A new model of an acoustic probe N-1for e-OAE measurement was designed by utilizing a box of a behind-the-ear type hearing aid as the power source for its microphone. The probe consisted of an alminium holder connected with a minuature microphone (Knowles, EM3056) and an earphone (Cortitone, 20W). Instead of barrelled tubes in the probe two acoustic holes were bored at the metal plane of the extremity of the probe tip. In the recording of OAE, a plastic earplug of appropriate size was slipped onto the tip of the probe, as in tympanometry. The frequency sensitivity response curve of the earphone for the input voltage of 1×10-3W was measured by 2cc coupler (B & K, HA-2) varied within 5dB between 150Hz and 4kHz. While the frequency sensitivity response curve of the microphone for the input of 94dB SPL varied within 10dB in the range from 150Hz to 9kHz. Thus, the probe N-1had anexcellent frequency characteristic similar to that of the probe K-3which we have been usedconventionally. As for its transient characteristic, this probe produced clear sonud wave forms without any residual oscillation in response to short tone bursts examined at thesound intensity of 10dB nHL when examined in a dummy ear. In comparison between the results of e-OAE obtained by the probe N-1and those by the probe K-3, there was no difference at all. The probe N-1 with a case box included a battery weighed 13.5g. The probe securely fitted to the external auditory canal owing to its holding system with the battery case of behind-the-ear type and it was possible to examine OAE at the sitting position. This probe is feasible for performing the examination even in a soundproof room for the single-person use. In consequence it is useful for the measurement of OAE in out-patient clinics.
It has been recognized that the endotoxins of gram-negative bacteria are responsible in the pathogenesis of otitis media with effusion, sustaining the inflammatory response after an acute primary infection has been cleared. Using a scanning electron microscope, the authors studied the change of middle ear mucosa of guinea pigs after applying endotoxin through the tympanic membrane into the middle ear cavity. Serous effusions were observed from the 2nd through the12th day after the local application. Edema and congestion of the middle ear mucosa were also found. The density and the activity of secretory cells were increased. An increase in number of microvilli on the non-ciliated cells was also noted. Some ciliated cells showed the abnormal figures such as short cilia, decreased number of cilia, knobformation, compound cilia and elongated cilia. The changes were similar to those observed in the human middle ear mucosa of otitis media with effusion. From these findings, it is conjectured that endotoxin is one of the causative factors in the pathogenesis of otitis media with effusion.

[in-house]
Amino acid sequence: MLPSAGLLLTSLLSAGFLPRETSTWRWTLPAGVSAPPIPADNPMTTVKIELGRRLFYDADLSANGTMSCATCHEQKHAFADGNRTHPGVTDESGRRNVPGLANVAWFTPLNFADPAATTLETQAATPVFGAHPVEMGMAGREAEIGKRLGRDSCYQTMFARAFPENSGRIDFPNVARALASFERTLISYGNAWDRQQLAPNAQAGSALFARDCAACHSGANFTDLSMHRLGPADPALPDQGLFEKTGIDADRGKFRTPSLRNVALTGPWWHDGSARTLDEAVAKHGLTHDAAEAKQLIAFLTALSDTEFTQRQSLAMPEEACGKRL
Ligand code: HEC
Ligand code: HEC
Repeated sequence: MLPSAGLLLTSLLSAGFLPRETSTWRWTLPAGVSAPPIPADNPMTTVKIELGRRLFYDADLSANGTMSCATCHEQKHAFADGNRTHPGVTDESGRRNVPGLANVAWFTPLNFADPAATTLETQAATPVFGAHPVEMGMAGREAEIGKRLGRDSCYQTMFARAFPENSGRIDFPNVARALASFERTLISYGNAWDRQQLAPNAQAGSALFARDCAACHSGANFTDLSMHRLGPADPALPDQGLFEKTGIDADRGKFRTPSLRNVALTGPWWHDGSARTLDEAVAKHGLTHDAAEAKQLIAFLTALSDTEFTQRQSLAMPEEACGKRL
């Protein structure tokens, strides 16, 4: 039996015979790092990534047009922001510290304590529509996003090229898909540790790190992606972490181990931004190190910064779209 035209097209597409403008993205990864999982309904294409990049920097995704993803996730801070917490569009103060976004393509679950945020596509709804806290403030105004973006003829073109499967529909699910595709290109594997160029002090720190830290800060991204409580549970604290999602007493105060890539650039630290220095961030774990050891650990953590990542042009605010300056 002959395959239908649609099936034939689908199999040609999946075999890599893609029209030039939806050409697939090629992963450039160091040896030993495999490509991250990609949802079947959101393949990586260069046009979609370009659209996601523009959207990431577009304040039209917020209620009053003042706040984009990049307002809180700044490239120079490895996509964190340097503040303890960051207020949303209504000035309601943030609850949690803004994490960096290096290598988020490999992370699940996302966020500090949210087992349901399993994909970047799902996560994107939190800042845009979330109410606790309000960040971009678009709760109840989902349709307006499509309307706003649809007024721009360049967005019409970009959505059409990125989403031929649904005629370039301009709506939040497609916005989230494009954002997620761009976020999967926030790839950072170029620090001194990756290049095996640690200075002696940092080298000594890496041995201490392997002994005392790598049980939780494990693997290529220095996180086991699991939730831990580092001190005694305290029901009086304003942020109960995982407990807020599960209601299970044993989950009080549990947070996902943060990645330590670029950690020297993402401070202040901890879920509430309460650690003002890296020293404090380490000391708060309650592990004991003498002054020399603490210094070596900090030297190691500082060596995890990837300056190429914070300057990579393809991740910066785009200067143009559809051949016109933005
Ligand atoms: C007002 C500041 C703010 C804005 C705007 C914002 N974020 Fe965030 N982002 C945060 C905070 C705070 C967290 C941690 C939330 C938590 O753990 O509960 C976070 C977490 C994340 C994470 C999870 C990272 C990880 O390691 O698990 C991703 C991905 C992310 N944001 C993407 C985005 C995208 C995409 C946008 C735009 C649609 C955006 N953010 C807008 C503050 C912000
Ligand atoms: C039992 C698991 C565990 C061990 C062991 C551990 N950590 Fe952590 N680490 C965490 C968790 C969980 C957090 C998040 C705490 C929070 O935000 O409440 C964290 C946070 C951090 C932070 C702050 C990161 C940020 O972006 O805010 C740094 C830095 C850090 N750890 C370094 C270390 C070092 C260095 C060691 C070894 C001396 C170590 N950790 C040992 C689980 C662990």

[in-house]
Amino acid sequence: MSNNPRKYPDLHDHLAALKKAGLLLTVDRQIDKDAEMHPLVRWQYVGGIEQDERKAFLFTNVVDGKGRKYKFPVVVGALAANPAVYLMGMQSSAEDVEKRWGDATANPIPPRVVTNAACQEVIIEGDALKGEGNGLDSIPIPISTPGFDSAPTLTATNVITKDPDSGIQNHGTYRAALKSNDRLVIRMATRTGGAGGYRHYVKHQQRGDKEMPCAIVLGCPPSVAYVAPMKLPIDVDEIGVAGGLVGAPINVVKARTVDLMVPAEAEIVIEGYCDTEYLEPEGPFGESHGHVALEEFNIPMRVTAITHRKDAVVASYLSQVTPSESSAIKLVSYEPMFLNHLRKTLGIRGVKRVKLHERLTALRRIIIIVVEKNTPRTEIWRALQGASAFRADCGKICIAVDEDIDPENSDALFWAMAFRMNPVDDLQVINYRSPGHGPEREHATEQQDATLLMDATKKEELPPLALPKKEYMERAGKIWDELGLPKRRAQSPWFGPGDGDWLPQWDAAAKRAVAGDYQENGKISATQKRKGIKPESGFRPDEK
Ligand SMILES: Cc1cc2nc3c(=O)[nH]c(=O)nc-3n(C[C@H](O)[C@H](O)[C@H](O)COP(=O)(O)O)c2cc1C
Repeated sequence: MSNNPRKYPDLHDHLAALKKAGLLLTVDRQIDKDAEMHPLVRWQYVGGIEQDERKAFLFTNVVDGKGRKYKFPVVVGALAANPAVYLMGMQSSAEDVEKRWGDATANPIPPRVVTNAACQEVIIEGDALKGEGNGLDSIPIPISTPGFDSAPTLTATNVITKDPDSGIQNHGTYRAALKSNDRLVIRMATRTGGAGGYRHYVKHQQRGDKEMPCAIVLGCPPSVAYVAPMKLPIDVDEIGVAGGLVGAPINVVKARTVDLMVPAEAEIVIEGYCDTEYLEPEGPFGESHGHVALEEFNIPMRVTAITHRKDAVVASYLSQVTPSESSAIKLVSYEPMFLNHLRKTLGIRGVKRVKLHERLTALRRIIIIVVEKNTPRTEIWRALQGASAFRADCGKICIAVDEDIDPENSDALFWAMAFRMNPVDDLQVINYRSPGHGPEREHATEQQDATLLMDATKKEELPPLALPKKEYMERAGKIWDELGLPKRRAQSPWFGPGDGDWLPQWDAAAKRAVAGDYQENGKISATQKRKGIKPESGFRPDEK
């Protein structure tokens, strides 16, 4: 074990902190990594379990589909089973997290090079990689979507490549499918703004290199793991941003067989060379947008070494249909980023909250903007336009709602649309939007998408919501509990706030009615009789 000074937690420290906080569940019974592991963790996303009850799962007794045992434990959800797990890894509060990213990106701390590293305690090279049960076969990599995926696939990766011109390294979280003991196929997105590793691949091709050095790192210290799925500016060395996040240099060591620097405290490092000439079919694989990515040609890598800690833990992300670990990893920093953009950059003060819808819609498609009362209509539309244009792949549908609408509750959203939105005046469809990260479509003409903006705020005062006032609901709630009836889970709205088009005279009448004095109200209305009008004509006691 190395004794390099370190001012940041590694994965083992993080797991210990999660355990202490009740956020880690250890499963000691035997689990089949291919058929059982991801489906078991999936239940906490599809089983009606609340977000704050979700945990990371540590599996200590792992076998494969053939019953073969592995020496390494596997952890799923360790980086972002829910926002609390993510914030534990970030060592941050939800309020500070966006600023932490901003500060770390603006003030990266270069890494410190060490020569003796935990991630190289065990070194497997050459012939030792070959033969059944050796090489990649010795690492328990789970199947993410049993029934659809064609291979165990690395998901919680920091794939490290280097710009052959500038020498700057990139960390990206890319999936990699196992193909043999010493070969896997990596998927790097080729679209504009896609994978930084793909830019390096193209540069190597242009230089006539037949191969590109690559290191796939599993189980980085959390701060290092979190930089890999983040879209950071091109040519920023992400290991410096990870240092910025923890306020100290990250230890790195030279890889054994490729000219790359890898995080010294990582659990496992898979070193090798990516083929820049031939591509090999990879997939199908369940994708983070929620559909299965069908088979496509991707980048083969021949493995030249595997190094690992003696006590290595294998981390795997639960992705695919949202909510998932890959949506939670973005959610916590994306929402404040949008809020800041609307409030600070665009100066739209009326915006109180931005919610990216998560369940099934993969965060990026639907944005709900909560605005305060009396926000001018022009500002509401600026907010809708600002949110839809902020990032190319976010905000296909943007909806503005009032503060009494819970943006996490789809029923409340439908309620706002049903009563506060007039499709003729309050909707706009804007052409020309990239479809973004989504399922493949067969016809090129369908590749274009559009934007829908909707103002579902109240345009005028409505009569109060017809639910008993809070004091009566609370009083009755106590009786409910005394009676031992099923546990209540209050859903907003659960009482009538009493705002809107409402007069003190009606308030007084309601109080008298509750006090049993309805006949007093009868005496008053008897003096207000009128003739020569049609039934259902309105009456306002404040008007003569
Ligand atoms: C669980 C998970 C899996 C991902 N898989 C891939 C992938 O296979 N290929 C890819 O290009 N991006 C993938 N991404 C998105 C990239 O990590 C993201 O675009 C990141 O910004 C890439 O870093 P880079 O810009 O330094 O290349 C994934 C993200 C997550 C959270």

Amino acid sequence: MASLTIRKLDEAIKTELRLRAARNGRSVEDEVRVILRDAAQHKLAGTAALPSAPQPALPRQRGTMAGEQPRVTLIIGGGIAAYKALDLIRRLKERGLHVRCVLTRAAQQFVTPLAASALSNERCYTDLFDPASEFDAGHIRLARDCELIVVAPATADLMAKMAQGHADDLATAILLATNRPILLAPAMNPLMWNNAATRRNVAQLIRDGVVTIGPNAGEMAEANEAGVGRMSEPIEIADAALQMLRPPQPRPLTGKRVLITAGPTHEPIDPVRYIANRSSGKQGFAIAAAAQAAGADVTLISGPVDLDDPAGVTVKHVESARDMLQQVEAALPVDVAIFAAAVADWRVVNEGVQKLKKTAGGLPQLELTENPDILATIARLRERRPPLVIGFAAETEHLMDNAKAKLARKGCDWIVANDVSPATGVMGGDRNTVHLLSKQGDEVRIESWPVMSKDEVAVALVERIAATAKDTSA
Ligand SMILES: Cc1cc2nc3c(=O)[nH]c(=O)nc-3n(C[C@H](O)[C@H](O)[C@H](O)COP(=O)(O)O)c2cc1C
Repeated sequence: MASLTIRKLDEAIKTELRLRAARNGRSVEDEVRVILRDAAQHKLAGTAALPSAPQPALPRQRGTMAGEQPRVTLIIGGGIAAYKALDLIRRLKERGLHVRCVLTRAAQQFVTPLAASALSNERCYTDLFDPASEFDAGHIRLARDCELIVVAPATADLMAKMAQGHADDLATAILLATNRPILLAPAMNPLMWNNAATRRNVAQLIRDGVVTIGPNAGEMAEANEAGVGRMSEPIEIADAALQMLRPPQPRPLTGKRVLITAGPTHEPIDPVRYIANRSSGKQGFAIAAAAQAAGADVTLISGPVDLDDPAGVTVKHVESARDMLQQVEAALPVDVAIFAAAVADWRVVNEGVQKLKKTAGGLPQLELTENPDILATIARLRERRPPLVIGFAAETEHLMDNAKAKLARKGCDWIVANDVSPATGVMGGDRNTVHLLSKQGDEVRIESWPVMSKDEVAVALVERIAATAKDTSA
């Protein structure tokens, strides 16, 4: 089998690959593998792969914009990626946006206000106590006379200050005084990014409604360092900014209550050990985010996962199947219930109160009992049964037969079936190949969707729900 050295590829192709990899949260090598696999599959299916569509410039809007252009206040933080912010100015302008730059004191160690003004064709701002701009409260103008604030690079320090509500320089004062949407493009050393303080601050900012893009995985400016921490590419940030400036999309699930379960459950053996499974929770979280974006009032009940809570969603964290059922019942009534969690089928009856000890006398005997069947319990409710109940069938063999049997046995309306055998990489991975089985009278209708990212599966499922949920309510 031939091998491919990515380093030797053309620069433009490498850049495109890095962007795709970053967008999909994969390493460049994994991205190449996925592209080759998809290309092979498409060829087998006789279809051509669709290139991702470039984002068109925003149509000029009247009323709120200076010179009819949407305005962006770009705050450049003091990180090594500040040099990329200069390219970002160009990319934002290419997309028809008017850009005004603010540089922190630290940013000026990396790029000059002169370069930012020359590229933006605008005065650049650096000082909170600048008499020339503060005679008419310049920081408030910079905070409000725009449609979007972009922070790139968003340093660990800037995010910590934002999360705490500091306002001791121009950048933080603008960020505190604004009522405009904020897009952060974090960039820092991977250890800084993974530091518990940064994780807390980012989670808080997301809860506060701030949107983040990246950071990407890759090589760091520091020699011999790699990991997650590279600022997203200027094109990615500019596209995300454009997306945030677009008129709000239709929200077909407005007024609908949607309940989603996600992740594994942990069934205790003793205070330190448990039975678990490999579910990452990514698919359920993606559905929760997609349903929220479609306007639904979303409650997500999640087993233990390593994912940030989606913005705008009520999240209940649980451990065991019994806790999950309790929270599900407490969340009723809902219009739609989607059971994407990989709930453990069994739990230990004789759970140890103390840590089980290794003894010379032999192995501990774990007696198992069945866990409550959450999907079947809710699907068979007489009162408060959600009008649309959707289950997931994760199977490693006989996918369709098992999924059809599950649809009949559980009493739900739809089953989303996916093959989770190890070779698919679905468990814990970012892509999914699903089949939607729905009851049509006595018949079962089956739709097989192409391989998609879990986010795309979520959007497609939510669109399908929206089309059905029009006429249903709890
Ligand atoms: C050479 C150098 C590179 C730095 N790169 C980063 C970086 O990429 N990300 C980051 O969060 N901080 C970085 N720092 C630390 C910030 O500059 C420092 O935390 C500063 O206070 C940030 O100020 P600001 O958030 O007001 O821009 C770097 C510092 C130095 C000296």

The distribution of type IV collagen (C-IV) and laminin, which are important components of basement membrane (BM), in the endolymphatic sac (ES), kidney, spleen and lymph node of healthy Hartley guinea pigs was studied immunohistologically. Antibodies against C-IV and laminin were used in this study. After proteolytic digestion, these components were able to be detected on the paraffin embedded tissue sections. The distribution of C-IV in the examined tissue sections was almost the same as that of laminin whereas C-IV was localized in subepithelial connective tissue of the ES where laminin was not seen. The epithelial BM of the rugose portion of the ES as well as tubular BM of the kidney showed the most intense labeling by anti-C-IV and-laminin antibodies while these components were weakly found in the epithelial BM of the distal portion of the ES. Additionally, C-IV and laminin were confirmed to be localized in vascular BM. These results suggest that the epithelial BM of the rugose portion may play an important role in fluid transport in the endolymphatic sac.
The vestibular ganglion cells of the rat were classified with regard to the cytoplasmic structure by light and electron microscopic observation. Light microscopy revealed four types of cells, depending upon the characteristics and distribution of Nissl granules. Electron microscopy gave a definite classification of these types by the arrangement and distribution of the rough surfaced endoplasmic reticulum and neurofilament. The characteristics ofthe ganglion cells were discussed in relation to the cell size and their neurotransmittingfunction.